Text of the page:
10 things I learned building the Know Sugar Shop

The Know Sugar Shop prototype was an interactive retail space set up in August 2014 in the Wellgate Shopping Centre in Dundee. The purpose was to test our idea of a Know Sugar Shop and get feedback for three product ideas. Visitors explored their sugar consumption, took the ‘Know Sugar Challenge’, underwent a health check and engaged with a sample kitchen space, taking home healthy ‘grab bags’ full of ingredients to make low sugar meals. There was also a Now I Know Sugar, my pledge is chalkboard upon leaving the shop, which encouraged visitors to focus on their future relationship with sugar. We made a video of the prototype…

Know Sugar from Snook on Vimeo.

I’ve had a good few months to reflect on this and I’ve been working in the background to wrap up our initial funding bid and figure out what happens next. Building and delivering this pop up was actually one of the most amazing experiences I’ve ever had, seriously, it was incredible for so many reasons and I really learned a lot.

Here goes…

1. Be clear about why

This shop was the final phase of a year long design process. Know Sugar is a movement made up of shops, products and services. We had to test a) the appetite for the concept itself b) gather feedback on our specific product and service ideas c) gather data to prove the need for Know Sugar and the potential impact it could have. This was not a trial, we weren’t selling anything, it was a proof of concept.

2. Enthusiasm attracts Enthusiasm

The overarching feedback we got from from everyone involved the shop, was that of genuine enthusiasm. We all really believe in the idea, and we really care about what Know Sugar is trying to tackle, you can’t buy that – never overestimate the power of genuine enthusiasm.

3. Plan, Plan, Plan

Deep down we all expected stress, drama, something to go wrong, that’s how it goes right? Well, not this time, the core delivery team and I planned it within an inch of it’s life – and I’m proud to say everyone knew what was happening when and where, it flowed beautifully. It was physically stressful in that our bodies and minds were tired, but everything went to plan.

4. Nothing beats bringing form to invisible things

This idea has been floating in several heads for months, the day we started to sketch, make models and bring things to life was a very important one. ‘Physicating’ is king.

5. A pop up shop is a shit tonne of work (and expensive)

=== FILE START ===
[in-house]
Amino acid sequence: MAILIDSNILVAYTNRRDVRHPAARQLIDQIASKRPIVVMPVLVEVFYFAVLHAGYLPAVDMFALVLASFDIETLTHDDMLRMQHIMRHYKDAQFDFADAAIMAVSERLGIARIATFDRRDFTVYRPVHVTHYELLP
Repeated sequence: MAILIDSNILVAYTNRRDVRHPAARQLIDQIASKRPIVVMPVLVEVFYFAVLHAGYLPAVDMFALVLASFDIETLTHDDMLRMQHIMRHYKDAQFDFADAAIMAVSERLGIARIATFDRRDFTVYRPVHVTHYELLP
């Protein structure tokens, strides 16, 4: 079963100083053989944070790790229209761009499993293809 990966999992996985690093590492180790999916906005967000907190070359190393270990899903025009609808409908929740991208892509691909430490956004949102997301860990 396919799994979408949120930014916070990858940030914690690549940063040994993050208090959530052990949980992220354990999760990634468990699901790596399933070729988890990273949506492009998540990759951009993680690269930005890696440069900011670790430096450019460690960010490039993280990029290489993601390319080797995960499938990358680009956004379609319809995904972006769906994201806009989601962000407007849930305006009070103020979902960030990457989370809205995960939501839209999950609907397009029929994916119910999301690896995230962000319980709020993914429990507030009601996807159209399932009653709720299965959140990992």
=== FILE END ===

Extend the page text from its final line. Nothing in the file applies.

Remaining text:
Anyone who has ever taken over a physical shop space will know this; lighting, wifi, opening times, air conditioning, wall fittings, floor surfaces, permissions, copy writing, printing, building, wire framing, loading vans, unloading vans, scaffolding, ladders, rubbish, and ceiling tiles all add to the work load. We shouldn’t underestimate the number of man hours (and different skill sets) involved across prep’, build, deliver, and debrief. All of the above costs more than anyone will estimate it does.

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6. Data matters

We had a really clear plan of what we were capturing and why. At the end of each day we regrouped and tweaked this accordingly. We used clickers to count the people entering and leaving; each volunteer had a different questionnaire tailored to their specific element of the experience; time was scheduled to gather all this data and then make sense of it; guidelines for photography and social media were set up before hand – I wish we’d had more time to play with the data afterwards.

7. People are wonderful

I still can’t get over the sense of community we created in such a short space of time, over 17 volunteers gave up their weekend to help make this happen. I want to take this opportunity to thank each and every one of you! Each of them came for different reasons and they all took their roles and responsibilities seriously.

Early on in the process I realised I needed support on the physical build of the space and the products themselves. I brought in Akiko; an architect, and Nicky; a product designer and maker, we worked together with Alex to design everything.  I’ll be honest when I first saw that empty space I was shit scared, we had so little time and so little money. Alex, Nicky and Akiko and I pulled out all the stops to deliver and they were militant optimists throughout the whole process.

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Alex and I driving up to Dundee from Glasgow on the big day…

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Akiko and Nicky driving up to Dundee from Edinburgh on the big day

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Akiko.  I’m so proud to call Akiko Kobayashi my friend. I’ve known her for a few years now but I’d never seen her in ‘architect mode’ before – boy is she talented, and I now see the skill set of an architect from a new perspective. This would not have been possible without her skills and abilities in working with the built environment.